Wednesday, August 25, 2010

Gulf of the Living Dead

A Biochemical Time Bomb Ticks Away in the Gulf

Recently, frustrated scientists presented evidence that millions of Gulf area residents were poisoned by the BP Gulf disaster. Worse, they believe that millions more could be exposed to long term poisoning.

Yet other than those worried scientists few seemed to care.

Now more frightening evidence has emerged: areas of the Gulf Coast may have been saturated with high levels of benzene, hydrogen sulfide and radioactive hydrocarbon effluents--three deadly substances that can cause disease and death years after the initial exposures. . .

eyond the oil gushing into the Gulf at a rate never before seen, deadly methane gas flooded the region. The methane reached such high levels of density in the Gulf that brilliant scientists like Dr. John Kessler of Texas A&M recorded stunning readings of methane--amounts one million times higher than normal. His reports managed to reach the media.

Although access to the forbidden zone has been restored, a partial news blackout remains in place blocking public access to the data that measured toxicity in the Gulf waters and Gulf states from April into August. . .

Some environmental experts are calling what’s pouring into the land, sea and air from the seabed breach ‘a chemical cocktail of poisons.’

Areas of methane dead zones devoid of oxygen are continuing to drive species of fish into foreign waters, are killing plankton and other tiny sea life that are the foundation for the entire food chain, and are polluting the air with cancer-causing chemicals and poisonous rainfalls.

And before the news blackout fully descended, the EPA released data that benzene levels in New Orleans had rocketed to as high as 3,000 parts per billion (ppb).

Benzene is extremely toxic, even short term exposure at low levels can cause agonizing illness and slow death from cancerous lesions and leukemia years later. But 3,000ppb is far from a low reading.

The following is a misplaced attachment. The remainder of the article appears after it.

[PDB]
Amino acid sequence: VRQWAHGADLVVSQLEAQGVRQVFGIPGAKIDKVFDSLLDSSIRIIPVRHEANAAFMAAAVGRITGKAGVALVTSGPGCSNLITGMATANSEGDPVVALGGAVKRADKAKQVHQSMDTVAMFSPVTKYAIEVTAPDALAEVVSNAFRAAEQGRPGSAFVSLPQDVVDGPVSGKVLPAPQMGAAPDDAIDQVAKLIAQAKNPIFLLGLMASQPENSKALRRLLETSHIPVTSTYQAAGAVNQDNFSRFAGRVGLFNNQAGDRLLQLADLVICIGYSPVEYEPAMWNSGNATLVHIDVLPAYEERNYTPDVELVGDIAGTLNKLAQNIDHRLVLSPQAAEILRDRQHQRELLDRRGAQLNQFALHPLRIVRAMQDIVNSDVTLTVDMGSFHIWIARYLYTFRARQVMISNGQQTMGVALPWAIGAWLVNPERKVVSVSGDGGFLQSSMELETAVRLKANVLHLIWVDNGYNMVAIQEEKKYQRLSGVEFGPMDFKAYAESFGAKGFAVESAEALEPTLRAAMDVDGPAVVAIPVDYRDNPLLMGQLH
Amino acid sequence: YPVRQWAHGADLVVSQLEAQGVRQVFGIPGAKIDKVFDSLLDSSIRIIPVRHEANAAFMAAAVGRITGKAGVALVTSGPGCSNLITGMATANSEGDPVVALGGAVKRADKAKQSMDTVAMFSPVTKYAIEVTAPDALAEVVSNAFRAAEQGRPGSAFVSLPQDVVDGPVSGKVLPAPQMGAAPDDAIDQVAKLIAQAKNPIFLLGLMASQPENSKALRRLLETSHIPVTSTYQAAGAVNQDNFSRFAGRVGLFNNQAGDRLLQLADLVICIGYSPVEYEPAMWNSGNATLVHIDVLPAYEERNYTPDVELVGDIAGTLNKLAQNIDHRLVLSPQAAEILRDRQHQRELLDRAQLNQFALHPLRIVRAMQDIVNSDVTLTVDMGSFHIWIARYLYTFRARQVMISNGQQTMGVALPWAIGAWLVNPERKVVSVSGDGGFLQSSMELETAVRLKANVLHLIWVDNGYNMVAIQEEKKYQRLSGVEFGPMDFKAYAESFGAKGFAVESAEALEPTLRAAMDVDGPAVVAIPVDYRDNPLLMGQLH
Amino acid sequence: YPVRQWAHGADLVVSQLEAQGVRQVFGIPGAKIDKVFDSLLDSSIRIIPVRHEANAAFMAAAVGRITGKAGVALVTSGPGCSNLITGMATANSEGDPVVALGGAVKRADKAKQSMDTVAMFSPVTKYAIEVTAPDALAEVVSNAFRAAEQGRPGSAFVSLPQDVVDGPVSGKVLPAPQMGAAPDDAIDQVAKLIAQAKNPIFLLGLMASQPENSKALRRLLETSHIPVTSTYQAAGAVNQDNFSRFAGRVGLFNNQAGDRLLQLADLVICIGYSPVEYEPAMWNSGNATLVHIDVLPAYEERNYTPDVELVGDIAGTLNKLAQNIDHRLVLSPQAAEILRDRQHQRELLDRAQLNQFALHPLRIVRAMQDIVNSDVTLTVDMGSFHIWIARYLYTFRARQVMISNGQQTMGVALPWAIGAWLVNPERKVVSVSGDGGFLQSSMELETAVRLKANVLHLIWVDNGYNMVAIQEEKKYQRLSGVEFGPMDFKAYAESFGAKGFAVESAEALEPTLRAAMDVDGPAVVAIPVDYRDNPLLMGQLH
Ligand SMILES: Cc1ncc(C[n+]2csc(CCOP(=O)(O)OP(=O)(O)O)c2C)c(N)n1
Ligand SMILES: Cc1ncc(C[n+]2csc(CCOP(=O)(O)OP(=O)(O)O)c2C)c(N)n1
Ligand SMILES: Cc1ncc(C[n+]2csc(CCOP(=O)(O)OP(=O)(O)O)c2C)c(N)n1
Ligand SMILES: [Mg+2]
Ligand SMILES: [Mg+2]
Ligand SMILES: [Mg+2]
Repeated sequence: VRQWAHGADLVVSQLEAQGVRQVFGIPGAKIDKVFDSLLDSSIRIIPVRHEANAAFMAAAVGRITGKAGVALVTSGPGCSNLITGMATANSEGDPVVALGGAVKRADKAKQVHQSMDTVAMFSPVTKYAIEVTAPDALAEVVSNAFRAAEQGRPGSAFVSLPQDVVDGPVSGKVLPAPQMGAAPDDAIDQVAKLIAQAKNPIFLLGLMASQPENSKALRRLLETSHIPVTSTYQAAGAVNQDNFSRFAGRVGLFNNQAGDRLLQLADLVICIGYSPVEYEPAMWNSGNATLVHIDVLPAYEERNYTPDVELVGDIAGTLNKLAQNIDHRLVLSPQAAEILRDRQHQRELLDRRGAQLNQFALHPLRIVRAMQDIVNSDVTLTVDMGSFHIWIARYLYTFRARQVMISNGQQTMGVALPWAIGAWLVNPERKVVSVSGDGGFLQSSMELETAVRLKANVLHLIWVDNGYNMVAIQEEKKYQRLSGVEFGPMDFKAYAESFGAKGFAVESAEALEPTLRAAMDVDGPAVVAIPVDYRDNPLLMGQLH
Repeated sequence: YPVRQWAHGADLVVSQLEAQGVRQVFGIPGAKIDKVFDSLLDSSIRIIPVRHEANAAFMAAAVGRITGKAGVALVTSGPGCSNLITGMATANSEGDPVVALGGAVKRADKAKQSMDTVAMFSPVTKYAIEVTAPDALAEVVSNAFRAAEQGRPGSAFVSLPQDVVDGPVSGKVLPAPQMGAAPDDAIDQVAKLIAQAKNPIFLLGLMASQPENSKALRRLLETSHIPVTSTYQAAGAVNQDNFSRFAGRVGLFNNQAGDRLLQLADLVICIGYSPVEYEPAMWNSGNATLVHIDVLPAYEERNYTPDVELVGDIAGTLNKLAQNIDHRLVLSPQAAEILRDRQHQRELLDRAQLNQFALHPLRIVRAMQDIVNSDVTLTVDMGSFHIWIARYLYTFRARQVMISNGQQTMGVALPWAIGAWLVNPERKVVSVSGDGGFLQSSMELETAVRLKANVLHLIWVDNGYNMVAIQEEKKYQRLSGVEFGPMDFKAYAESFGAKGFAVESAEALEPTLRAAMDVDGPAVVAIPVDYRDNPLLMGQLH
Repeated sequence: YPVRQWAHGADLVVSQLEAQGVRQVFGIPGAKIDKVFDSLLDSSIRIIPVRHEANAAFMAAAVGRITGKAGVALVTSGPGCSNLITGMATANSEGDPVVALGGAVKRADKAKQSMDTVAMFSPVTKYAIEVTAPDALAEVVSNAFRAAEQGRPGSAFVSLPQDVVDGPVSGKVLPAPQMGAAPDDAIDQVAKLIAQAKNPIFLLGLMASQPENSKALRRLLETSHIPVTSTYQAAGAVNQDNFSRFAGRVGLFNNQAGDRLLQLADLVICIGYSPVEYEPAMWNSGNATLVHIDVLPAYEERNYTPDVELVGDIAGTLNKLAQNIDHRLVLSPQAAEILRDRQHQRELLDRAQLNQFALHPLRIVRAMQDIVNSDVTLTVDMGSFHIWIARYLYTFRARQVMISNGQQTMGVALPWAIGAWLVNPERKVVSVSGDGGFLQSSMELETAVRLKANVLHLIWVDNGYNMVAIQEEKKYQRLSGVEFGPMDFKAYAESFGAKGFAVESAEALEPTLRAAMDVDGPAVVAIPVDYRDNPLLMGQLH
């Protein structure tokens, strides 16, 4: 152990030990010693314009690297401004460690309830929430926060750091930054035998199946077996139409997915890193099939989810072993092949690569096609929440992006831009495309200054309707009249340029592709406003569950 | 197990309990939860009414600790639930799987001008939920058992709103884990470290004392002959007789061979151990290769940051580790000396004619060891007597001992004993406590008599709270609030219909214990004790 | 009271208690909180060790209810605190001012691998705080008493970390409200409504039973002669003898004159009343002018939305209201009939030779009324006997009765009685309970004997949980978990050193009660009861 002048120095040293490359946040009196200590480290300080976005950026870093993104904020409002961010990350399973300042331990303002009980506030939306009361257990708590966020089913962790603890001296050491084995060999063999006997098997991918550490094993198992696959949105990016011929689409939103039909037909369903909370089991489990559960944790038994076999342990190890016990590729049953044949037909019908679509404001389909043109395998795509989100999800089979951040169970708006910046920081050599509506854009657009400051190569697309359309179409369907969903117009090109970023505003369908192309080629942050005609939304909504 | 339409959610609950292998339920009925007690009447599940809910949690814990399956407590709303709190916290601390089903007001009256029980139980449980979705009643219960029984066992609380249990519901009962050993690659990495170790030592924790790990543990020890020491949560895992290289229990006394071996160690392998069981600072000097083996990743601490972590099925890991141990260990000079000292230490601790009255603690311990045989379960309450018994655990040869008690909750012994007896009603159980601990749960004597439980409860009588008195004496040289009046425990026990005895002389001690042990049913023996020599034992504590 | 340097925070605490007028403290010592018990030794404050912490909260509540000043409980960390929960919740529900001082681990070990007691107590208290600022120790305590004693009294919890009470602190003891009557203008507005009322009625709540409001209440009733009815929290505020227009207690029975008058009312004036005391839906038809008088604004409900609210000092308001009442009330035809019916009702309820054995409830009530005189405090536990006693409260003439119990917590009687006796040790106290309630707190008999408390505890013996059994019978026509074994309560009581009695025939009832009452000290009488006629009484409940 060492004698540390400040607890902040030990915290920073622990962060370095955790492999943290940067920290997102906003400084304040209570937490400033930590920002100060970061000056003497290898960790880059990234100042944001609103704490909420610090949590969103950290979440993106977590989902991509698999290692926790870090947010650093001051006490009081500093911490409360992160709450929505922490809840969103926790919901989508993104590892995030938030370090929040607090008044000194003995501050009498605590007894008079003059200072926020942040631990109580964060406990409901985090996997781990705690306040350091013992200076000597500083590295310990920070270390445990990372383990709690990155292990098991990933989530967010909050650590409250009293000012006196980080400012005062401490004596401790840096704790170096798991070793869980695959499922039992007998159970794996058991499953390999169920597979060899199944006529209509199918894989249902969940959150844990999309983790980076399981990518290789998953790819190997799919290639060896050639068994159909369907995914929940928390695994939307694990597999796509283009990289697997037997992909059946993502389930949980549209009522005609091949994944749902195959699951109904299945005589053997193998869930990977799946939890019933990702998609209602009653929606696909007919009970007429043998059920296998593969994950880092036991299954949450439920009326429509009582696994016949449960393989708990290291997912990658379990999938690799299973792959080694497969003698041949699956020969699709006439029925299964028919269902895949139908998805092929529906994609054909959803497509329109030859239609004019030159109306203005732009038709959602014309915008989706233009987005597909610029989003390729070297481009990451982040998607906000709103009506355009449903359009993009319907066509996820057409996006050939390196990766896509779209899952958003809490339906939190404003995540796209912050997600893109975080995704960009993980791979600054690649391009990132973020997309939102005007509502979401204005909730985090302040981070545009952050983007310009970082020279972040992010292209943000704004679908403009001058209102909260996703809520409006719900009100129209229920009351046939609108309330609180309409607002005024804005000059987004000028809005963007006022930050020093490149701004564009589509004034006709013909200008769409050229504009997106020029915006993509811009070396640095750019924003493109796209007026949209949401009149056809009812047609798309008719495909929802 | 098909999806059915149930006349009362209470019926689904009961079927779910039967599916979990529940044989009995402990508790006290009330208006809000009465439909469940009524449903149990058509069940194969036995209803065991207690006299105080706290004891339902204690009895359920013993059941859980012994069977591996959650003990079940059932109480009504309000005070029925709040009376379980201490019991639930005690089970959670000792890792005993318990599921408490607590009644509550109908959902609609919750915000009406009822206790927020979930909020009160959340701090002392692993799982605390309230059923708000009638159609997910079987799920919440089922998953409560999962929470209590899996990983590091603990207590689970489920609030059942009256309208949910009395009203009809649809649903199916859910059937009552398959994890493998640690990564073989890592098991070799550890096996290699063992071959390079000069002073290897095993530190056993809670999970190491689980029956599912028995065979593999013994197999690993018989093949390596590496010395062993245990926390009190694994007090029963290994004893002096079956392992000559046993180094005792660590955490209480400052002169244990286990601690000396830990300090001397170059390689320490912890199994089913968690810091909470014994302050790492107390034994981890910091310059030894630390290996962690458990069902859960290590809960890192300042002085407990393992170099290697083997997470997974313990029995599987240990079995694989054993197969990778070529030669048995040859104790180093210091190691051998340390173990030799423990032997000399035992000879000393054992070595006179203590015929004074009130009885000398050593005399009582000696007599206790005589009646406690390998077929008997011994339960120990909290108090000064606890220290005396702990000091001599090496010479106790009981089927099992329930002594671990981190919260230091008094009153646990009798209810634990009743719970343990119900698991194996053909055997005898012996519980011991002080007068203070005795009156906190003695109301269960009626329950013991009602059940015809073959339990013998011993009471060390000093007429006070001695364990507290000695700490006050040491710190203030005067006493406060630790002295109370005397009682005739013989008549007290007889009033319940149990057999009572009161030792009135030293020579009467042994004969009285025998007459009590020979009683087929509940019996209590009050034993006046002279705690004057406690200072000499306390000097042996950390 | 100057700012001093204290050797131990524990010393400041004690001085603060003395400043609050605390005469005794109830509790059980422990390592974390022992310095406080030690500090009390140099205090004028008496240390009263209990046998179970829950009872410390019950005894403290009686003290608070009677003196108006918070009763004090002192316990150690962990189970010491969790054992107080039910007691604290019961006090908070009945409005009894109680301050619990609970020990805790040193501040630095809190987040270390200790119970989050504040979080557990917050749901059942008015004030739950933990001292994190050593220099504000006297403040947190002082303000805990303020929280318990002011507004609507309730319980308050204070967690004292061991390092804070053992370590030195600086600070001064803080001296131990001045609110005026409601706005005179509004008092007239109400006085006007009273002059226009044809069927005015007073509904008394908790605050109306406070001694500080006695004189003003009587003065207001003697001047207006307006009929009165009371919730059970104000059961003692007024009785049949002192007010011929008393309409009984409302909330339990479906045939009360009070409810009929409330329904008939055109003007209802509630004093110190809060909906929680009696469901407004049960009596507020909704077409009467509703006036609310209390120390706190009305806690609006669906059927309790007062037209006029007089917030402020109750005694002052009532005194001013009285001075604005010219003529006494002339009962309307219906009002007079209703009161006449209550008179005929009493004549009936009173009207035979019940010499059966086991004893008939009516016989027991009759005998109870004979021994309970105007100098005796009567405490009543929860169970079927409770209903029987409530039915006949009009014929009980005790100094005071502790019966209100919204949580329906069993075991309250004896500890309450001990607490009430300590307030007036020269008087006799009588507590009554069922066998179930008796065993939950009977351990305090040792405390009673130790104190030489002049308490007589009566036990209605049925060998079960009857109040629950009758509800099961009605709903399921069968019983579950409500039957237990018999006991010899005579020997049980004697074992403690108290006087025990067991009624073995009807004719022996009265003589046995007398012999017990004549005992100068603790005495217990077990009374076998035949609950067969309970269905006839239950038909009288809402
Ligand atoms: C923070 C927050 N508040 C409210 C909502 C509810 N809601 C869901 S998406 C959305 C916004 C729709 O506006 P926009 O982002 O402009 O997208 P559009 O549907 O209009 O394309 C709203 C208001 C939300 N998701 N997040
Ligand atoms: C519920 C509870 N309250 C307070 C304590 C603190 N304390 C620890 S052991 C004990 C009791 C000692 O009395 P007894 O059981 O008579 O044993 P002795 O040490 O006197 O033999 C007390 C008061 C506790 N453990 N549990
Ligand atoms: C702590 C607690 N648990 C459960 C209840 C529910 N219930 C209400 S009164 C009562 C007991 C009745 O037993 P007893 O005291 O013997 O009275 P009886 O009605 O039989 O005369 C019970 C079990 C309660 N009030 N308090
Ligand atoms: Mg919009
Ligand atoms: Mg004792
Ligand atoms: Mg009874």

Hydrogen sulfide was also detected by the EPA monitoring stations around the New Orleans area. The EPA reported hydrogen sulfide levels as high as 1200ppb. A normal, safe level falls between 5 to 10ppb.

It sounds like the latest bad sequel to George Romero's classic horror flick, but some scientists are beginning to sound the alarm that people in the Gulf states have been and still are being poisoned, they just don't know it yet. The chemicals released naturally from BP's petroleum deposit and unnaturally from their Corexit and its interaction with the oil can kill a human being straight up if inhaled in sufficient concentration. But the more insidious side of the benzene, methane, hydrogen sulfide and all the rest is that in lower concentrations, it could take years for the damage now being done to be seen in the population.

I've written about the laundry list of symptoms that can develop with low-level but long-term exposure to these poisons, and do not need to go over that list again. But in their desperate attempt to hide the true scope of the Gulf oil disaster from the public, BP has dumped over 40 million gallons of Corexit 9500 into the Gulf of Mexico, and estimates range from a low of 140 million gallons of oil released to as many as 190 million. Even more methane was released, as experts estimated that 60%+ of the material spewing from BP's well was methane, and oil was in a slight minority by volume.

And the hiding of the oil by means of dispersant means that it will take much, much longer for all the oil to finally make its way out of the water and onto land. That indeed was BP's entire point in using so much deadly Corexit. Think about this -- Corexit was used in the cleanup efforts following the 1989 Exxon Valdez incident. Nearly all of the cleanup workers from that disaster are dead -- they died at an average age of 51, directly caused by their exposure to Corexit. Now obviously the residents of the Gulf Coast will not be exposed to the high levels of dispersant that the Valdez cleanup crews were, so we won't see whole town of people dropping dead instantly, as we have seen entire schools of fish do.

Instead, it will be a creeping death. A delayed one. Instead of dying quickly, people in the areas where the most oil and gases and Corexit happens to land will simply die at much higher rates from cancer, organ failure and blood and neurological disorders than the rest of the country. And that will be years down the road, so BP hopes it can put enough time between now and then that it will be impossible to prove cases of manslaughter in criminal court, or be found liable for damages to families of lost loved ones in civil court. I'm never going to the beaches of the Gulf Coast or East Coast again, and neither should anyone else who values their health.